Supreme Integrated Technology Supplies over 100 Jacking Systems Worldwide

Birth of an Industry

The phrase “necessity is the mother of invention” can be attributed to many of the innovations across the world throughout time.  It is expressly apparent in the birth of the self-elevating vessel (liftboat) market that is a staple in the offshore oil and gas and windfarm industries.  With its roots in south Louisiana, the liftboat market started with the need for vessels not subject to the impulses of wave action.  Elevating above the water, these vessels could minimize the vast amount of downtime waiting for Mother Nature by providing a safe and stable working platform for a multitude of operations.  Traditionally, the liftboat market predominantly serviced the offshore oil and gas industry, but over the last few years there has been a shift toward utilization in the installation of offshore windfarms.  With the US targeting the development and installation of utility-scale windfarms in the next few years, the birth of a whole new US windfarm industry may be on the horizon.

Jack-Up Barge M.B. 1
Mutawa Marine Works.
Year Built: 1995

History of Excellence

Supreme Integrated Technology (SIT) has been engrained in the liftboat industry as a premier system provider for jacking systems used to elevate the vessels.  Huber Inc., a predecessor of SIT, provided its first jacking system in the 1980s. After completion of the first vessel, Huber would go on to provide jacking systems in varying capacities for over 50 vessels, all manufactured in the US.  SIT, a company formed by former members of the Huber leadership team, in 2013 successfully acquired the assets of Huber, Inc. to secure the knowledge base and market presence that the team had built previously while at Huber.  In 2016, SIT and its sister company Hydraquip Custom Systems Inc. (HCSI) successfully completed a merger with the assets of HCSI coming under SIT to more effectively take advantage of the existing synergies between the two companies.  With the merger of SIT and HCSI, many of the international vessels using HCSI-provided jacking systems would now be assisted by SIT.  Jacking systems have been provided collectively by SIT and its predecessors in numerous volumes, with many of these vessels operating today in the oil and gas and wind energy markets.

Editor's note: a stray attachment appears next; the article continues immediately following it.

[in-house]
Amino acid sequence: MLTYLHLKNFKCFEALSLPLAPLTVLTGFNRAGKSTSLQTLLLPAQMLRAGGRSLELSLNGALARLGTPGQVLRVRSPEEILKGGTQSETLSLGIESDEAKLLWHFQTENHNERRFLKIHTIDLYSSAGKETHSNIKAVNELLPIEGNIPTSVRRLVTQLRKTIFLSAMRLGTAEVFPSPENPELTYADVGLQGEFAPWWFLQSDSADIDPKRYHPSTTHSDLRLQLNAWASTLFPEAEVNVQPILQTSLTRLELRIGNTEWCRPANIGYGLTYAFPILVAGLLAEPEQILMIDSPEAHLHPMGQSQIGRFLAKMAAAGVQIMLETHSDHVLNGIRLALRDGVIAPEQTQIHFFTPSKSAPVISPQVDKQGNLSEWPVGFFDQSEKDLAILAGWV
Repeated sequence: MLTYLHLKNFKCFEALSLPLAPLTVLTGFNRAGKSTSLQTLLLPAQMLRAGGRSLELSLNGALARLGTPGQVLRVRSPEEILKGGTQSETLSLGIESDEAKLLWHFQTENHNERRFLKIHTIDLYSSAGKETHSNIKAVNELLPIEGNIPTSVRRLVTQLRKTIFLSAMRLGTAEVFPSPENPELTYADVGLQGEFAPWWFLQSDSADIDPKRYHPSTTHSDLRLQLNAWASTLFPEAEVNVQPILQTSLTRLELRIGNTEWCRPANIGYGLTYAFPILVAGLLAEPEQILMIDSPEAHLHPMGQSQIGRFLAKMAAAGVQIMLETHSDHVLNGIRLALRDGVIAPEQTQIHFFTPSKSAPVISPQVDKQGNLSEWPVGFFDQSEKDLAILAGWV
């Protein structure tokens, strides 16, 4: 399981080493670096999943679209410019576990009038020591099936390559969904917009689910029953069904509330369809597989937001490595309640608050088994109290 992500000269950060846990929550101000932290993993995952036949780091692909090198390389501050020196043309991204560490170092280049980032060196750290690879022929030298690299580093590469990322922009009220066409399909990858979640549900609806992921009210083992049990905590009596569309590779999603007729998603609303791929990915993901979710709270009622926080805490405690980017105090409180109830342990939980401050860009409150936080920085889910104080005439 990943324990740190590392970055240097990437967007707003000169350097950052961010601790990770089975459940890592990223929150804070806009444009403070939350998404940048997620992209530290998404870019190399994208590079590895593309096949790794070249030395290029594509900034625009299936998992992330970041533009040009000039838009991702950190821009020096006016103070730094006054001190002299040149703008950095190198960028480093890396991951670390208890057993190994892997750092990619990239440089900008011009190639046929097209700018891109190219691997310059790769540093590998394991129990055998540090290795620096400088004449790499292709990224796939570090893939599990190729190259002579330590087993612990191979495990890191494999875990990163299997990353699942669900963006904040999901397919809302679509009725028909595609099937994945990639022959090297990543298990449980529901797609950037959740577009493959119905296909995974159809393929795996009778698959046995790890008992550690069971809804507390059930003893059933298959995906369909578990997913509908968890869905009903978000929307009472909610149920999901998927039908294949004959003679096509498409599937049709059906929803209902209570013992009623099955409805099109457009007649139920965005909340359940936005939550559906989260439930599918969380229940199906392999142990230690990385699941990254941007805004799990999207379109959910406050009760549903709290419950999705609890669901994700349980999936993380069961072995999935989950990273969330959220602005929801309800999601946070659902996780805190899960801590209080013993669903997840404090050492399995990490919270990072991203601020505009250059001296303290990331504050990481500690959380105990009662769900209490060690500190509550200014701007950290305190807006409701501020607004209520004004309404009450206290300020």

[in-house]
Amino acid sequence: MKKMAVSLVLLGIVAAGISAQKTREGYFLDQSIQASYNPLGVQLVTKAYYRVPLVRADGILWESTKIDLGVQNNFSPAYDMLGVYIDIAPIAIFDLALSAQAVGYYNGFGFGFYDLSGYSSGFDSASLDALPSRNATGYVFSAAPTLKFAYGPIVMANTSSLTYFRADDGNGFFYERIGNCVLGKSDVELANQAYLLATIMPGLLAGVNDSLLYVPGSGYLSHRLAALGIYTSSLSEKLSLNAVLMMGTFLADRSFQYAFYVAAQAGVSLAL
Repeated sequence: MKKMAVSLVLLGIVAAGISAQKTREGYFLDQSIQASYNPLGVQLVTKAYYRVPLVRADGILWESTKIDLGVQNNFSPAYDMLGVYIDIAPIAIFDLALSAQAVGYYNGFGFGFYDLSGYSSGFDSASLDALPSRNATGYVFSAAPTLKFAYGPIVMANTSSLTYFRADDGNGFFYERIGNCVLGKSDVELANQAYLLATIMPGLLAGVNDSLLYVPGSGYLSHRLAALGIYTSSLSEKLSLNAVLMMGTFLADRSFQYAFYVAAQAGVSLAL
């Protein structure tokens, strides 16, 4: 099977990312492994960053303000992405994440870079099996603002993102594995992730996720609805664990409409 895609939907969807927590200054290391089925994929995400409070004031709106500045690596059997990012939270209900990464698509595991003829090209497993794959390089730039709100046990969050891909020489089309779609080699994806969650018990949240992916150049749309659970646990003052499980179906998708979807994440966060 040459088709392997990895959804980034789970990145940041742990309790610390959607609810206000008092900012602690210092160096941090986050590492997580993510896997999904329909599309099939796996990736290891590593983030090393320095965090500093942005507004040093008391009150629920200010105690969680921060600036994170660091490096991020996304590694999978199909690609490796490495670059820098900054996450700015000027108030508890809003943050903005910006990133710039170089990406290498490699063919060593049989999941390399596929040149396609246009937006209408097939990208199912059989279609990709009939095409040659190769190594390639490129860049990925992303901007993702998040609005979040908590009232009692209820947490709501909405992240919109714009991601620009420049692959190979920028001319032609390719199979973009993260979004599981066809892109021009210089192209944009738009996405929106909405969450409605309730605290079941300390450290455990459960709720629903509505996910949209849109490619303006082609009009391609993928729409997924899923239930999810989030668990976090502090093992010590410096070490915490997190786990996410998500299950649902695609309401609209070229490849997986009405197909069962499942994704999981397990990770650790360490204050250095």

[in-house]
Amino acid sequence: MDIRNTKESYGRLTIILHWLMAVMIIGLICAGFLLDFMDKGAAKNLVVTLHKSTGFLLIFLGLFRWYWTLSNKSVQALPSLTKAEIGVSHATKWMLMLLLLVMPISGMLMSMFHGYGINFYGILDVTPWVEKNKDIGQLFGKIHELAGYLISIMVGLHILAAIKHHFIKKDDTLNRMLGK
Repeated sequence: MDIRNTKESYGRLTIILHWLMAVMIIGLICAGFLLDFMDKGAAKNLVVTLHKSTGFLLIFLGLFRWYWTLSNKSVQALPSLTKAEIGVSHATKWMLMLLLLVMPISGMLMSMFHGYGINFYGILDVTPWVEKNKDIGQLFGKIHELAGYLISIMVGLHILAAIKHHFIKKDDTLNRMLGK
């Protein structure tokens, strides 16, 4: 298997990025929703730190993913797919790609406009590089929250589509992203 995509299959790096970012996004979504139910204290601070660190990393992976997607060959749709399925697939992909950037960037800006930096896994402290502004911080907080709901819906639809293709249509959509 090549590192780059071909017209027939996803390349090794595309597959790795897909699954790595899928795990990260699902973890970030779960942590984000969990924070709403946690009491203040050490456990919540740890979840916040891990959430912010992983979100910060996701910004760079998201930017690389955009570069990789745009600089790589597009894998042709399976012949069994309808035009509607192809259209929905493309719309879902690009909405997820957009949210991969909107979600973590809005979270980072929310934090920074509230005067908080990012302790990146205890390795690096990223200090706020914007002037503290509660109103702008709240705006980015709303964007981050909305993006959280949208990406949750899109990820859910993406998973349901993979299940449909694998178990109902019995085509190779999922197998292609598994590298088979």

Liftboat Jill
Montco Offshore
Year Built: 2014

US Market Presence

According to market research, as of June of 2015, there were around 309 liftboats built or modified in US shipyards.  Of those 309 vessels, SIT and its legacies had supplied jacking systems in varying capacities for over 90 of these vessels, nearly a 29% market share of the entire US-built fleet of liftboats!  In addition to the jacking systems, SIT has expanded the scope of supply by also providing several vessels with various  systems for steering, ballasting, propulsion, thrusters, and more.

International Market Presence